Prevalence of bacterial agents causing urinary tract infections in children below 5 years of age and their antibiotic sensitivity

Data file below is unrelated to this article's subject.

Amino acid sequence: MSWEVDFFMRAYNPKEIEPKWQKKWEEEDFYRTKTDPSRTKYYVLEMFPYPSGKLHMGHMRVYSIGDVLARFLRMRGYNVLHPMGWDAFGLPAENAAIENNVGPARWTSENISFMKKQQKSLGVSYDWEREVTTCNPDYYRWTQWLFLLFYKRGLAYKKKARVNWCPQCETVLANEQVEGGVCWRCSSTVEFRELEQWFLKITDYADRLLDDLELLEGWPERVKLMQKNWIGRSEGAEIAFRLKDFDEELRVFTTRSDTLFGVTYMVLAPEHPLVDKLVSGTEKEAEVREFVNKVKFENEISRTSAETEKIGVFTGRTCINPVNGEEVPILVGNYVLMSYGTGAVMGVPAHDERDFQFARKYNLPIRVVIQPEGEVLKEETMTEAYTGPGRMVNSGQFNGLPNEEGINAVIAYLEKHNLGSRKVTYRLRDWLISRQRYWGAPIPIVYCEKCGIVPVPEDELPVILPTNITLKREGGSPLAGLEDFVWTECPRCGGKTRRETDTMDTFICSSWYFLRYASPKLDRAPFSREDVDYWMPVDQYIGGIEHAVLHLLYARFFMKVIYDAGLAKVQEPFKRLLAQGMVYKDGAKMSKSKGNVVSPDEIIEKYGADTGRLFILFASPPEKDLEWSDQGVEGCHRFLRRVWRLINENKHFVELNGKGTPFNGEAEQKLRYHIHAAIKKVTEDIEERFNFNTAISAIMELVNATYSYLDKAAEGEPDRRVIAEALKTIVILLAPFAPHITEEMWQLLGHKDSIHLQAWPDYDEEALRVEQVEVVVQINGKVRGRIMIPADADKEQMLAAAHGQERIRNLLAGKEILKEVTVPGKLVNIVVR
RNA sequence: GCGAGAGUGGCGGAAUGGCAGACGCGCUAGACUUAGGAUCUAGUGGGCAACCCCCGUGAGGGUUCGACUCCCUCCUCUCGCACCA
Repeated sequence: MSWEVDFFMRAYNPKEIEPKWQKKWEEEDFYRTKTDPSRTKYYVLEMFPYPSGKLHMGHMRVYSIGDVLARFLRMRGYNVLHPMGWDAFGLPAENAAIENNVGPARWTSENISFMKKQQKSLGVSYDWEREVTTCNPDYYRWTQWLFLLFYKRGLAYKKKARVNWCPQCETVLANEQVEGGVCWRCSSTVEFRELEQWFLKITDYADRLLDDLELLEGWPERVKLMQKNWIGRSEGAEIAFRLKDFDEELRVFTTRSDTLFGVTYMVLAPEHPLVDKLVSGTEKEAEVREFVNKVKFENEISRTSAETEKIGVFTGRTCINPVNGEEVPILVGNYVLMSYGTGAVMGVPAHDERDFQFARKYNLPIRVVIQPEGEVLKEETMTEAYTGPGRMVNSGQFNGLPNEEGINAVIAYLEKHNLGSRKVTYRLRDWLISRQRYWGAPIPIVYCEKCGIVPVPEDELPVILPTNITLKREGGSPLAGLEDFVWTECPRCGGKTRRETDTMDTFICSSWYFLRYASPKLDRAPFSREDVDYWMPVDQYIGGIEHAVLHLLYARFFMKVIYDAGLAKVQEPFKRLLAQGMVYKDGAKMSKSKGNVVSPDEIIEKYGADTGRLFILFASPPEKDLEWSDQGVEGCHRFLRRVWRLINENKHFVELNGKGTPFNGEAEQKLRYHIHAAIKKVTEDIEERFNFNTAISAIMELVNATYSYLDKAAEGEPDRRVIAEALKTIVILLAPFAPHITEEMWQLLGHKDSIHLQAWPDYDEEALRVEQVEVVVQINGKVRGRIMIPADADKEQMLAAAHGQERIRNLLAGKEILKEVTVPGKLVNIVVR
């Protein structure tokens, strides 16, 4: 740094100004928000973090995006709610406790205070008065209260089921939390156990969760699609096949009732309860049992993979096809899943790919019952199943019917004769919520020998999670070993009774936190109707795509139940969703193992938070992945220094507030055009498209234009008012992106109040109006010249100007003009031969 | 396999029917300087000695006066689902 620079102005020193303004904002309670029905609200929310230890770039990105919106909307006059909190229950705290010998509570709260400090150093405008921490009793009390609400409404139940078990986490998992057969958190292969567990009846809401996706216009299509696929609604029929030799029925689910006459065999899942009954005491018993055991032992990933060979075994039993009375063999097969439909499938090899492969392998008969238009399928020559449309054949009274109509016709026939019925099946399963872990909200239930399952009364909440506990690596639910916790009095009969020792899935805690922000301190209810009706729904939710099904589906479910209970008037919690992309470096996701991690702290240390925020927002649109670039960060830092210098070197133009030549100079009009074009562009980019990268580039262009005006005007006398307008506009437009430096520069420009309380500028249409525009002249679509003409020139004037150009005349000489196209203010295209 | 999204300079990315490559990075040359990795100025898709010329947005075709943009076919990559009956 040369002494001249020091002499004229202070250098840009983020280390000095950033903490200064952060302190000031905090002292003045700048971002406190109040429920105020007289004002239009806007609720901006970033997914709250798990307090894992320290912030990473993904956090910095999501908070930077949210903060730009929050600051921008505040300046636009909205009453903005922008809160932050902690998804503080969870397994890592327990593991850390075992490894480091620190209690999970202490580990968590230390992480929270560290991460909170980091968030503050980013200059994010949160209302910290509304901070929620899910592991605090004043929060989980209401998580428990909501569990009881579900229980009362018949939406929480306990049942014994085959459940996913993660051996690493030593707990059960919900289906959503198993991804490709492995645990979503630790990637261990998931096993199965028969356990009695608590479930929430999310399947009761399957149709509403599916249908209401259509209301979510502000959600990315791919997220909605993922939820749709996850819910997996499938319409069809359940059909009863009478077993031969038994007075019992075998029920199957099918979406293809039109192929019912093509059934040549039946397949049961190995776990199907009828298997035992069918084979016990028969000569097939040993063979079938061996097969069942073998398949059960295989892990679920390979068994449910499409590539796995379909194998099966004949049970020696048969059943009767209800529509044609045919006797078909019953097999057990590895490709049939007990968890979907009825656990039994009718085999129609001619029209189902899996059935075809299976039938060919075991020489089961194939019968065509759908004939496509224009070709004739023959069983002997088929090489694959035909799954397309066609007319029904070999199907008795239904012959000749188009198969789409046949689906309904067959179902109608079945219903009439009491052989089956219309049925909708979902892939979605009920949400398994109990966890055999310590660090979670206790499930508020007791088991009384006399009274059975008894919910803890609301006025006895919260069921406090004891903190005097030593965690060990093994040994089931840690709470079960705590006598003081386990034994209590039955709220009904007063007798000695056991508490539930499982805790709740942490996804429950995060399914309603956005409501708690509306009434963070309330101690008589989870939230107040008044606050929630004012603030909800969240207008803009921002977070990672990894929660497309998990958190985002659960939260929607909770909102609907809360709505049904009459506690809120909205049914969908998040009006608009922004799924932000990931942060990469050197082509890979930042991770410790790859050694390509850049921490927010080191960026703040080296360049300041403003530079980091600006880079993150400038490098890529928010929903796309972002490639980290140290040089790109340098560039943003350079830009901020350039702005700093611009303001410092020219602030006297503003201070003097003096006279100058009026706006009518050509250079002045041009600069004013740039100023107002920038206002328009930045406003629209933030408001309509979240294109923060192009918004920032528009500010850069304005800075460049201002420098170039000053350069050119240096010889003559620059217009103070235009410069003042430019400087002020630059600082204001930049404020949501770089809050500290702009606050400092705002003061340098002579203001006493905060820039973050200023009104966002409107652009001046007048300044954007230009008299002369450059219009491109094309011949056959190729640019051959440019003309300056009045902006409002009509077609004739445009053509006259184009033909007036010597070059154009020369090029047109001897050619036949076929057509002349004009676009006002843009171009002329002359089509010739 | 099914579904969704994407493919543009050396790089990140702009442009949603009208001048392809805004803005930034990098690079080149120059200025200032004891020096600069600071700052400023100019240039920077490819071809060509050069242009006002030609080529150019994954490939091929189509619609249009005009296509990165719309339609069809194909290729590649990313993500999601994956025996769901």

Abstract: Urinary tract infection (UTI) is a common childhood problem, if not diagnosed and treated promptly may lead to serious problems like renal scarring and renal failure. This study was conducted to assess the most common bacterial agents responsible for UTI and the most effective antibiotics. Four hundred eighty five (485) cases included in this study selected according to certain criteria. One hundred thirty patients (26.8%) had positive cultures for UTI. Most common bacterial agent was E. coli responsible for (30.7%) of cases. Amikacin and Gentamycin were found to be the most commonly effective antimicrobial agents against these bacteria. The study showed a significant sex preponderance in infantile age group (male: female 1.8:1) while UTI predominated in females beyond infancy (3.2-3.5:1). The study showed clearly the importance of testing antibiotics sensitivity of these bacteria for successful management of UTI.